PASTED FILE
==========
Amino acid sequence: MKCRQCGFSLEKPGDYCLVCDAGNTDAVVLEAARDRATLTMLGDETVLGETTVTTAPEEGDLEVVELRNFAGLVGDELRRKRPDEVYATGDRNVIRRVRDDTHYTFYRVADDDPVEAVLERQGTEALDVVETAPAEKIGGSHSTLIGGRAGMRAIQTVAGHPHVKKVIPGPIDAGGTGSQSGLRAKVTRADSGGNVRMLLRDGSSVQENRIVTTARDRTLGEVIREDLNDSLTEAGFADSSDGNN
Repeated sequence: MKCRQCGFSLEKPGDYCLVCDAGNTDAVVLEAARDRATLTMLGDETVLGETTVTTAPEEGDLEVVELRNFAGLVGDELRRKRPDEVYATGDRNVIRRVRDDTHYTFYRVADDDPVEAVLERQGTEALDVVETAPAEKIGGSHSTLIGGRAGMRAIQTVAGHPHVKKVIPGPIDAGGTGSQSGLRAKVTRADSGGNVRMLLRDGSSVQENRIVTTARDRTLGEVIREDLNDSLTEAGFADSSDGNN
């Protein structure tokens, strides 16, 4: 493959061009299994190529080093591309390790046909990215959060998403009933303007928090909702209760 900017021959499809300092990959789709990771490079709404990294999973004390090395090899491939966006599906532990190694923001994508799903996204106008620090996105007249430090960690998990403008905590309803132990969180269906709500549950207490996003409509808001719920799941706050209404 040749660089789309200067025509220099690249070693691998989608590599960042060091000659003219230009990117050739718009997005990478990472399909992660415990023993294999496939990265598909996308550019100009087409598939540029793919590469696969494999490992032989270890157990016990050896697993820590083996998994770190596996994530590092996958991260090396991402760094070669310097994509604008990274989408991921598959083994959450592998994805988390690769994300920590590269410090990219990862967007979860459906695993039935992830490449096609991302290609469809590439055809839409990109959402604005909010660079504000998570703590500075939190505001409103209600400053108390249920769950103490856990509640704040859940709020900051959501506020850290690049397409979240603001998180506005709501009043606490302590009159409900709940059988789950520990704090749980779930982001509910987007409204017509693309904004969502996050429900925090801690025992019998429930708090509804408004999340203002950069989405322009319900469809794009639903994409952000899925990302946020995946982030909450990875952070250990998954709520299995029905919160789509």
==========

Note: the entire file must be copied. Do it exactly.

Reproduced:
Amino acid sequence: MKCRQCGFSLEKPGDYCLVCDAGNTDAVVLEAARDRATLTMLGDETVLGETTVTTAPEEGDLEVVELRNFAGLVGDELRRKRPDEVYATGDRNVIRRVRDDTHYTFYRVADDDPVEAVLERQGTEALDVVETAPAEKIGGSHSTLIGGRAGMRAIQTVAGHPHVKKVIPGPIDAGGTGSQSGLRAKVTRADSGGNVRMLLRDGSSVQENRIVTTARDRTLGEVIREDLNDSLTEAGFADSSDGNN
Repeated sequence: MKCRQCGFSLEKPGDYCLVCDAGNTDAVVLEAARDRATLTMLGDETVLGETTVTTAPEEGDLEVVELRNFAGLVGDELRRKRPDEVYATGDRNVIRRVRDDTHYTFYRVADDDPVEAVLERQGTEALDVVETAPAEKIGGSHSTLIGGRAGMRAIQTVAGHPHVKKVIPGPIDAGGTGSQSGLRAKVTRADSGGNVRMLLRDGSSVQENRIVTTARDRTLGEVIREDLNDSLTEAGFADSSDGNN
């Protein structure tokens, strides 16, 4: 493959061009299994190529080093591309390790046909990215959060998403009933303007928090909702209760 900017021959499809300092990959789709990771490079709404990294999973004390090395090899491939966006599906532990190694923001994508799903996204106008620090996105007249430090960690998990403008905590309803132990969180269906709500549950207490996003409509808001719920799941706050209404 040749660089789309200067025509220099690249070693691998989608590599960042060091000659003219230009990117050739718009997005990478990472399909992660415990023993294999496939990265598909996308550019100009087409598939540029793919590469696969494999490992032989270890157990016990050896697993820590083996998994770190596996994530590092996958991260090396991402760094070669310097994509604008990274989408991921598959083994959450592998994805988390690769994300920590590269410090990219990862967007979860459906695993039935992830490449096609991302290609469809590439055809839409990109959402604005909010660079504000998570703590500075939190505001409103209600400053108390249920769950103490856990509640704040859940709020900051959501506020850290690049397409979240603001998180506005709501009043606490302590009159409900709940059988789950520990704090749980779930982001509910987007409204017509693309904004969502996050429900925090801690025992019998429930708090509804408004999340203002950069989405322009319900469809794009639903994409952000899925990302946020995946982030909450990875952070250990998954709520299995029905919160789509």